Theses Doctoral

The role of the land surface in the global carbon and water cycles

Green, Julia

The global continental carbon and water cycles are intimately linked through stomatal regulation during vegetation photosynthesis and biosphere-atmosphere interactions. Therefore, to have a complete understanding of both present and future climate, these cycles must be studied as an interconnected system. This thesis presents three studies that aim to better explain these interactions and provide a direction forward for improved model projections of climate.
The first study shows that biosphere-atmosphere feedbacks can contribute up to 30% of climate and weather variability in certain regions that help determine the net CO2 balance of the biosphere. It demonstrates that Earth System Models are under-estimating these contributions, mainly due to the underestimation of the biosphere response to radiation and water availability. It emphasizes the importance of correctly capturing these feedbacks in models for accurate subseasonal to seasonal climate predictions.
The second demonstrates that changes in soil moisture (both short-term variability and long-term trends) strongly limit the ability of the continents to act as a carbon sink, with overall effects on the same order of magnitude as the land sink itself. Photosynthesis rates tend to be reduced when soil moisture is depleted, leading to decreased carbon uptake. Additionally, respiration rates increase due to increased temperature through land-atmosphere feedbacks.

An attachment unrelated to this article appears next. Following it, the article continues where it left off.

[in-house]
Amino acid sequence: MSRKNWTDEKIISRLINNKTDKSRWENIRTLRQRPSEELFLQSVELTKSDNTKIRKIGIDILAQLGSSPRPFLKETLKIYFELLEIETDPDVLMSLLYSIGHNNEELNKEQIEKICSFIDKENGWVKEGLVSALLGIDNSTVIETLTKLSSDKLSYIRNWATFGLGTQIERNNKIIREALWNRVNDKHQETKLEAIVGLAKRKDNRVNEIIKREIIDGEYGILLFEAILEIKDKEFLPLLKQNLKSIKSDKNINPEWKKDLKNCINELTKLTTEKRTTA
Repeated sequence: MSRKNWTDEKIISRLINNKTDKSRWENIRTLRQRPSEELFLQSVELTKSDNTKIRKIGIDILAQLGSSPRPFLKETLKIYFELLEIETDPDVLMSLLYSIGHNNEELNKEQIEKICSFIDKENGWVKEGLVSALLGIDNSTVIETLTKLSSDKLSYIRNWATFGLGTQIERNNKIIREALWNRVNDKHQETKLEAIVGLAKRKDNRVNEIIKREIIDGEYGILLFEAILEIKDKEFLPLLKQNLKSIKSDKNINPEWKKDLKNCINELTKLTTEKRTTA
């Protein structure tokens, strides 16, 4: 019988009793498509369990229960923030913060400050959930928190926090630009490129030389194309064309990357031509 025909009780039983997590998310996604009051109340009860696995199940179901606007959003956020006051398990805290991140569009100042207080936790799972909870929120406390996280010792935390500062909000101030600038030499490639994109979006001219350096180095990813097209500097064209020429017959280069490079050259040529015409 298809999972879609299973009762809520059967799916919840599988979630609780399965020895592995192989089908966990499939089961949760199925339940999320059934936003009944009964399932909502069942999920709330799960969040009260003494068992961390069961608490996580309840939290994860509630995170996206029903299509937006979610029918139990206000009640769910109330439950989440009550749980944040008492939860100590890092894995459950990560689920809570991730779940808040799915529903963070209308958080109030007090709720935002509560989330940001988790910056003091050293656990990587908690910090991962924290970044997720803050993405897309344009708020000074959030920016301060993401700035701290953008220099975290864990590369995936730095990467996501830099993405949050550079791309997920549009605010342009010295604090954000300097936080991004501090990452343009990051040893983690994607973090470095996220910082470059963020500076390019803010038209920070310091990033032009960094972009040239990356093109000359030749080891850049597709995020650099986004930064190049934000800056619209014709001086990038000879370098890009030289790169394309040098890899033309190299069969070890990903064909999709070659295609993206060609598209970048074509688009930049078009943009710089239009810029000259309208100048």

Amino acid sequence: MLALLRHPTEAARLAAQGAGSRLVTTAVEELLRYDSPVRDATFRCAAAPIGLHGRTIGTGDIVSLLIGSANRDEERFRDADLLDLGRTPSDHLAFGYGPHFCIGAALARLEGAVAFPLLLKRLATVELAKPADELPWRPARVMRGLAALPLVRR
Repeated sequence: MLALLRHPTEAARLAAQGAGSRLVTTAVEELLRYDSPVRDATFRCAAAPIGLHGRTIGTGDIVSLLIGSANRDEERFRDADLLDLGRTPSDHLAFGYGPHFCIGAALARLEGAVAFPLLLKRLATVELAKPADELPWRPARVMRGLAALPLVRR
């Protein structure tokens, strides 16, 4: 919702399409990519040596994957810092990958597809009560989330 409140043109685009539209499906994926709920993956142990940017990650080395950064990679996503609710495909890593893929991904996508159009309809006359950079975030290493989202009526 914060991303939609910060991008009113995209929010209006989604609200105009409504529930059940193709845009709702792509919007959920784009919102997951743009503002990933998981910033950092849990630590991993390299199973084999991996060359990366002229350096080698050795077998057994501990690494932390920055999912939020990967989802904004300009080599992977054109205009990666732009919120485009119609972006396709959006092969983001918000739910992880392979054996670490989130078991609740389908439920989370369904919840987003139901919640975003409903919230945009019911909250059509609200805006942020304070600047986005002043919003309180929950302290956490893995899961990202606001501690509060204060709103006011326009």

These carbon losses are not compensated for during wet anomalies due to the nonlinear response of vegetation activity (both respiration and photosynthesis) to soil moisture. This suggests that the increasing trend in carbon uptake rate may not be sustained past the middle of the century and could result in accelerated atmospheric CO2 growth.
The third decouples the effects of atmospheric dryness (vapor pressure deficit) and soil dryness on vegetation activity in the largest terrestrial carbon sink: the tropics. Understanding vegetation response to environmental drivers and stressors in the tropics is essential to accurately modeling these ecosystems and predicting whether they will remain carbon sinks in the future. The study finds that in regions that are water limited, vegetation is driven by precipitation and radiation while being limited by high vapor pressure deficit. Conversely, in the wettest regions that are light limited, increases in vapor pressure deficit accompany increasing rates of photosynthesis.
These three studies contribute to our understanding of land-atmosphere and biosphere-atmosphere feedbacks and the coupling of the continental carbon and water cycles. They identify model process representations, such as soil moisture and vegetation water-stress, that are hindering our ability to make accurate forecasts. By improving our knowledge of these mechanisms and evaluating the ability of models to reproduce them, we pave the way forward for improved climate and weather projections. Better predictions can be used not only to protect society in the present, but also to appropriately shape climate policy to protect society in the future.


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More About This Work

Academic Units
Earth and Environmental Sciences
Thesis Advisors
Gentine, Pierre
Ph.D., Columbia University
Published Here
August 28, 2019